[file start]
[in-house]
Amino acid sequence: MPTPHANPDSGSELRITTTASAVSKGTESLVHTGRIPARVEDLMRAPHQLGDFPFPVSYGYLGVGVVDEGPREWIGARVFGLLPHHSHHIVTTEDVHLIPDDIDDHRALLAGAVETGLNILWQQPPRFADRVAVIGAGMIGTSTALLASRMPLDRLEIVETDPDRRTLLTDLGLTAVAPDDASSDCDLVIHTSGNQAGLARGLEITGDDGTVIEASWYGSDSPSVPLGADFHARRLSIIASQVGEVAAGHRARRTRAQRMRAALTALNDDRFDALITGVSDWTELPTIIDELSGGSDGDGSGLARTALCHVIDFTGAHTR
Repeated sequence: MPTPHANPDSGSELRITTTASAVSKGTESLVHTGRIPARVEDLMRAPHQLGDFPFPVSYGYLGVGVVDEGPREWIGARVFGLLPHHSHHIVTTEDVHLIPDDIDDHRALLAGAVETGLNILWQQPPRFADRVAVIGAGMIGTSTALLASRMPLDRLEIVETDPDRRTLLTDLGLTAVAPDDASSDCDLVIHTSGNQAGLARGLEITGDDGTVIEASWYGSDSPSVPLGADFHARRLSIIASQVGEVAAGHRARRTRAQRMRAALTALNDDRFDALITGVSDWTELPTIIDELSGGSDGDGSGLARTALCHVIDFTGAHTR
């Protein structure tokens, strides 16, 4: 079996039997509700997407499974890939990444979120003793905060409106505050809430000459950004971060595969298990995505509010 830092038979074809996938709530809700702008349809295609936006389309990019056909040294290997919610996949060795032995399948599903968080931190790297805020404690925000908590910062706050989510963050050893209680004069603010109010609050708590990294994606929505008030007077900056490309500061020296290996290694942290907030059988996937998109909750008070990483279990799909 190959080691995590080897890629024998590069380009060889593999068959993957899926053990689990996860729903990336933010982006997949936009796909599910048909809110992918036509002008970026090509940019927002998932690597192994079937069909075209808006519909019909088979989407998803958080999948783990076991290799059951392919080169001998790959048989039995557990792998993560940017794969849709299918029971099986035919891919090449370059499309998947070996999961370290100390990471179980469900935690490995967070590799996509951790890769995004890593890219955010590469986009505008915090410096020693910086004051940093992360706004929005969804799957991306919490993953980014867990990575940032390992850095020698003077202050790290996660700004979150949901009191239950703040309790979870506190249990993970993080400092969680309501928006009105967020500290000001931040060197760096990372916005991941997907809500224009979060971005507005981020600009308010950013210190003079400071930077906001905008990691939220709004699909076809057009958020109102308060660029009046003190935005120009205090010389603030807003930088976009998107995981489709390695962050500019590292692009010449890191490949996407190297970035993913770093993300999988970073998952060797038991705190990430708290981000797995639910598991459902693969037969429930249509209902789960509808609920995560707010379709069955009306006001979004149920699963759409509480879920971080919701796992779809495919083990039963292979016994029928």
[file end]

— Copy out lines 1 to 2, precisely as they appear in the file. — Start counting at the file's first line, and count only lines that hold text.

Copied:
[in-house]
Amino acid sequence: MPTPHANPDSGSELRITTTASAVSKGTESLVHTGRIPARVEDLMRAPHQLGDFPFPVSYGYLGVGVVDEGPREWIGARVFGLLPHHSHHIVTTEDVHLIPDDIDDHRALLAGAVETGLNILWQQPPRFADRVAVIGAGMIGTSTALLASRMPLDRLEIVETDPDRRTLLTDLGLTAVAPDDASSDCDLVIHTSGNQAGLARGLEITGDDGTVIEASWYGSDSPSVPLGADFHARRLSIIASQVGEVAAGHRARRTRAQRMRAALTALNDDRFDALITGVSDWTELPTIIDELSGGSDGDGSGLARTALCHVIDFTGAHTR